Writing in the Guardian, Carole Cadwalladr puts her finger on the central problem with the UK's democracy: everyone went to Oxbridge:
There’s an invisible link that unites Yvette Cooper and Liz Kendall and Andy Burnham. That connects them to Ed Miliband and Ed Balls and Tony Blair. To David Cameron and George Osborne and Nick Clegg. To 12 members of the current cabinet. And 12 members of the current shadow cabinet.
In fact, it’s not invisible at all. It’s right there on their parliamentary bios and their Wikipedia pages and yet the word that links all three is so ubiquitous, so commonplace, that in weeks of campaigning it has barely merited a single mention or raised a single eyebrow. All three are Oxbridge graduates.
But the Oxbridge connection is more invidious than this and if it hasn’t been considered worthy of comment during the leadership contest, it’s in part because in Britain most people who do the commenting also went there. Oxbridge doesn’t just dominate the Palace of Westminster but an entire political class. From the politicians and the special advisers to the political editors, pundits and thinktankees, there’s a homogeneity of experience, of thinking, of networks, of power and of influence that has led to an in-crowd that doesn’t even recognise it’s an in-crowd. There’s arguably more that unites our political elite than divides them. The last election was a battle between one Oxford PPE graduate (Cameron) and another Oxford PPE graduate (Miliband).
Which reduces elections to a meaningless competition between different members of a homogenous elite who share the same worldview.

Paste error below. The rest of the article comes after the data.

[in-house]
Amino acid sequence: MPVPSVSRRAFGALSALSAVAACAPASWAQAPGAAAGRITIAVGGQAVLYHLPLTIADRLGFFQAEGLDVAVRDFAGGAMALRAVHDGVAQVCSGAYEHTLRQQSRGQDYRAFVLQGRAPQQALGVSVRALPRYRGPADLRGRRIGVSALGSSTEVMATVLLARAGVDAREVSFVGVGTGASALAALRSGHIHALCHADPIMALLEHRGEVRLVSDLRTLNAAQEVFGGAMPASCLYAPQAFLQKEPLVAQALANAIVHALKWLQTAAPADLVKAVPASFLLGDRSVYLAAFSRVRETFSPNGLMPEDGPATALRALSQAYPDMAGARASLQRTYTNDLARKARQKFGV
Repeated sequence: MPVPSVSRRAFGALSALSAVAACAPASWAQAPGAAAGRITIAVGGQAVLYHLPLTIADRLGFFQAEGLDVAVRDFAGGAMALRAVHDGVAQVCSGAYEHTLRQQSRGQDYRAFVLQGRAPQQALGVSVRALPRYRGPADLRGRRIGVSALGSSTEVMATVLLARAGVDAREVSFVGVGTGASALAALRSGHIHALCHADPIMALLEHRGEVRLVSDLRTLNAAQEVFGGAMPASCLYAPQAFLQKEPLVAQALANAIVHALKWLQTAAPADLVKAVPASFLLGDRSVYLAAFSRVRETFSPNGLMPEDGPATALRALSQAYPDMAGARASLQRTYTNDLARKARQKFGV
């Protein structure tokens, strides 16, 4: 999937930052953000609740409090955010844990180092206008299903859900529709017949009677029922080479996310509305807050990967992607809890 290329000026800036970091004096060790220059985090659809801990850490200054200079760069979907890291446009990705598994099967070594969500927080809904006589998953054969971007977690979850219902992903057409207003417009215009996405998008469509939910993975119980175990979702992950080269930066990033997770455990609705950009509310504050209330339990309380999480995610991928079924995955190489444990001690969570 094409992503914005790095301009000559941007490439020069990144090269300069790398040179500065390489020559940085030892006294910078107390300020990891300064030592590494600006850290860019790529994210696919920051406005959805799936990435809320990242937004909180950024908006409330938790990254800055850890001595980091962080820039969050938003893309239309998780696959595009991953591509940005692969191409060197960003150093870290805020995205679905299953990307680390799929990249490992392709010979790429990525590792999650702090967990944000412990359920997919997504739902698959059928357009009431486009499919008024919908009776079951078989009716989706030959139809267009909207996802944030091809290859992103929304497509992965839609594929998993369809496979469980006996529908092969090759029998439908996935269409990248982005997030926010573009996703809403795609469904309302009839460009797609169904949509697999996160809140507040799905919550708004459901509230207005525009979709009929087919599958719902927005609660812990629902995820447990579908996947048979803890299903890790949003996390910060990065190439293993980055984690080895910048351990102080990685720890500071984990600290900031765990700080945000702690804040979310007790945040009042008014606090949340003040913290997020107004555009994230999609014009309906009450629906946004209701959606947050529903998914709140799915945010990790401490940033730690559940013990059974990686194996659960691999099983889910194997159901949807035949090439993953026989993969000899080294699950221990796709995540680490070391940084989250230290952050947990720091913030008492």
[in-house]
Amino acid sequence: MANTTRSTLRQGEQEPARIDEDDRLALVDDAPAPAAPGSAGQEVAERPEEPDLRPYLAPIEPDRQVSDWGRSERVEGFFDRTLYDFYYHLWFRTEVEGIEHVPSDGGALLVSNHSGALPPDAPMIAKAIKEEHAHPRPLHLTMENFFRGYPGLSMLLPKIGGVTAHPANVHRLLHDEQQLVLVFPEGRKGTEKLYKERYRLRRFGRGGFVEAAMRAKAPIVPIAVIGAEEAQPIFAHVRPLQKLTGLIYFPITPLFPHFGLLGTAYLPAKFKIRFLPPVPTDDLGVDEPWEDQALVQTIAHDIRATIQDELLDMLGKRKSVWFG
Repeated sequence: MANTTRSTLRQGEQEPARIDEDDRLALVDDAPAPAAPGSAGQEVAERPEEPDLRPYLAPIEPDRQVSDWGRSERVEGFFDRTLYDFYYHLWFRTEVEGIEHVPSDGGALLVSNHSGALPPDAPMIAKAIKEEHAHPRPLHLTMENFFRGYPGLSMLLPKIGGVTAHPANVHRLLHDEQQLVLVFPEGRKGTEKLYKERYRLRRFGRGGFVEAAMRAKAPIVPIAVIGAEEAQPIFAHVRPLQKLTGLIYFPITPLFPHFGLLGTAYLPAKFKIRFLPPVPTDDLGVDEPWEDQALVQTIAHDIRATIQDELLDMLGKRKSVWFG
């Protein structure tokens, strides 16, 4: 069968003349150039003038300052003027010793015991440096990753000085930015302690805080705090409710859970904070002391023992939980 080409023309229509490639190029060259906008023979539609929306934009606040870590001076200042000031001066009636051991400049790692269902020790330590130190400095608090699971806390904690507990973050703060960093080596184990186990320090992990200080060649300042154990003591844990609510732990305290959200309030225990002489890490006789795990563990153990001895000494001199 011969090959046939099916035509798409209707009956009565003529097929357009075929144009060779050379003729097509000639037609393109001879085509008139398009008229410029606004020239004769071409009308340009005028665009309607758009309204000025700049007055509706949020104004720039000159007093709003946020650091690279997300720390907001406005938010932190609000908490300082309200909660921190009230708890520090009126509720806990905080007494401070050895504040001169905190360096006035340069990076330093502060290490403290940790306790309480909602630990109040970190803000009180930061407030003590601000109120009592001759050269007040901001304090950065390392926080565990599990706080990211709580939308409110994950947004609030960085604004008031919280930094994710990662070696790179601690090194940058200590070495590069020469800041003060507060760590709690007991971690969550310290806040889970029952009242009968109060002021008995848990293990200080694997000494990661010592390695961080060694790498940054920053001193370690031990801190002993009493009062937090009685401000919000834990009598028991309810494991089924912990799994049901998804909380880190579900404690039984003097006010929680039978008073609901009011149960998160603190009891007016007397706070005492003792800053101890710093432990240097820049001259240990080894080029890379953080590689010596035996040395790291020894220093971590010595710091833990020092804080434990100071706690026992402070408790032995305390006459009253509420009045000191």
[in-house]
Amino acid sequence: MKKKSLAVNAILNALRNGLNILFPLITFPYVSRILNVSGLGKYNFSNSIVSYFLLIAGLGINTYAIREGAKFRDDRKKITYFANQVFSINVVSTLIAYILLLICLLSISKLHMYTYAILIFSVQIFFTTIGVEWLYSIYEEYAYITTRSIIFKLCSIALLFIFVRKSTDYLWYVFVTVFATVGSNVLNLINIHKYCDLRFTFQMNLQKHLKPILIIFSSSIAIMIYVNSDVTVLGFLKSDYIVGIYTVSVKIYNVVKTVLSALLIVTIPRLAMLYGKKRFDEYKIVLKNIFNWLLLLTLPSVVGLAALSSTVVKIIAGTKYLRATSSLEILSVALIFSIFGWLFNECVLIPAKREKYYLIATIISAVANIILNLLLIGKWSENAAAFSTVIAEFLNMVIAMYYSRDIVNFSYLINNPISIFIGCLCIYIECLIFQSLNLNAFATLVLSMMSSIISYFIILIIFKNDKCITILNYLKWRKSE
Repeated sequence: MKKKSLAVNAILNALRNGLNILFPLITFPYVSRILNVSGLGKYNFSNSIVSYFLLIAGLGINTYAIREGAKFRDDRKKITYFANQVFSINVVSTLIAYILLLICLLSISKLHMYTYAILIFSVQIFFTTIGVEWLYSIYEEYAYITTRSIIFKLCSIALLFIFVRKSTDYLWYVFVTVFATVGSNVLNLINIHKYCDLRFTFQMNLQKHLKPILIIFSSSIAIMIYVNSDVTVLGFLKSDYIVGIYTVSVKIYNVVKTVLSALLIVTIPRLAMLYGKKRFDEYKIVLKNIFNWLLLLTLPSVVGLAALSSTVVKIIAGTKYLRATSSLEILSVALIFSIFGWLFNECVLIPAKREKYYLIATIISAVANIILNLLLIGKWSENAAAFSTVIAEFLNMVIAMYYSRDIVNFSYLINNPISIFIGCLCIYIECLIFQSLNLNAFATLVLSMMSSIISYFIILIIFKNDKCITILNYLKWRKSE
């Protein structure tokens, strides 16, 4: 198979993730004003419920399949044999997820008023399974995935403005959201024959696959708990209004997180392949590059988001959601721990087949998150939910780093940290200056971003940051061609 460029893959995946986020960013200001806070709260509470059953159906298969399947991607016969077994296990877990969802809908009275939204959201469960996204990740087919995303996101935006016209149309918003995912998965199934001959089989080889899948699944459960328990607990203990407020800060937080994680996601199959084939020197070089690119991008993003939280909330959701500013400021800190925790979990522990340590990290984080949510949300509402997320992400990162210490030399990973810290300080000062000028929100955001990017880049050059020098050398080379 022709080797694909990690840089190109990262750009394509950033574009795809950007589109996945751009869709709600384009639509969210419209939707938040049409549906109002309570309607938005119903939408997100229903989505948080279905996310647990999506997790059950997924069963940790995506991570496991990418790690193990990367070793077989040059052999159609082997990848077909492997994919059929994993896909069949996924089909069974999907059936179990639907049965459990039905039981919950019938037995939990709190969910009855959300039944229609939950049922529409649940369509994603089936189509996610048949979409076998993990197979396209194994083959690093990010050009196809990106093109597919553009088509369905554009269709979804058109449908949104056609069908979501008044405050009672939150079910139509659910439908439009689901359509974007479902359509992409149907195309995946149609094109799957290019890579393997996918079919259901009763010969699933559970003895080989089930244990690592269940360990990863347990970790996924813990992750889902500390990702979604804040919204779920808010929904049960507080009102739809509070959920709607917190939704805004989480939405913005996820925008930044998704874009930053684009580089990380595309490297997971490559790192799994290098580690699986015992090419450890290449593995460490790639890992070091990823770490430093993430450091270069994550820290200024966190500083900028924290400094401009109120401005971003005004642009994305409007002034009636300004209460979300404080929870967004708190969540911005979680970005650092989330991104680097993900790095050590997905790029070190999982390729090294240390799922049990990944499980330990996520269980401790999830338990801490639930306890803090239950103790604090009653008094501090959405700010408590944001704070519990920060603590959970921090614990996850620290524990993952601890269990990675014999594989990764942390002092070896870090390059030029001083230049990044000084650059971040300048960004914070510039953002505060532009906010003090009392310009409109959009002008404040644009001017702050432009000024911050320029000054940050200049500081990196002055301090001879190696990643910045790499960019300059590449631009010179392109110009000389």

And no, its not about merit. The UK's elite - descendants of feudal barons and slavers and colonial plunderers - send their kids to segregated private schools, which vastly increase the odds of them getting into those top universities. 7% of UK kids go to private (or "public" as they call it) schools - but they get roughly 40% of the places at Oxbridge. That's not because the rich are smarter, but because they seize and hoard opportunity, while locking out everybody else. Its the very opposite of the meritocracy they pretend to be.
And that homogenous mindset is inculcated from a very early age, as George Monbiot's piece (about trying to track down the book which opened his eyes as a child) makes clear:
One of the functions of private boarding schools is to insulate their pupils from the world, ensuring that they remain embedded within the culture and interests of their caste. They sustain a political milieu so consistent that there is little chance of escaping from it. The children inducted into this system absorb the dominant mores without becoming aware that there might be an alternative.
Were these schools to do otherwise, I expect that the parents would ask for their money back: I doubt that anyone sends their children to such places in the hope that they will emerge fluent in the tenets of socialism. We should not be surprised to discover that the products of this system sometimes seem to be crassly insensitive to the lives and the needs of other people; it is not difficult to emerge from such schools with the conviction that other classes (and the other gender) are an alien species. Until the moment at which I read the book whose name I don’t know, there were no countervailing influences in my life.
Almost a third of MPs - and 48% of Conservative MPs - were shaped by such institutions. Its no wonder they all seem the same. And its no wonder that faced with a "choice" between competing Oxbridge graduates offering the same austerity, people want something different, someone who is actually like them.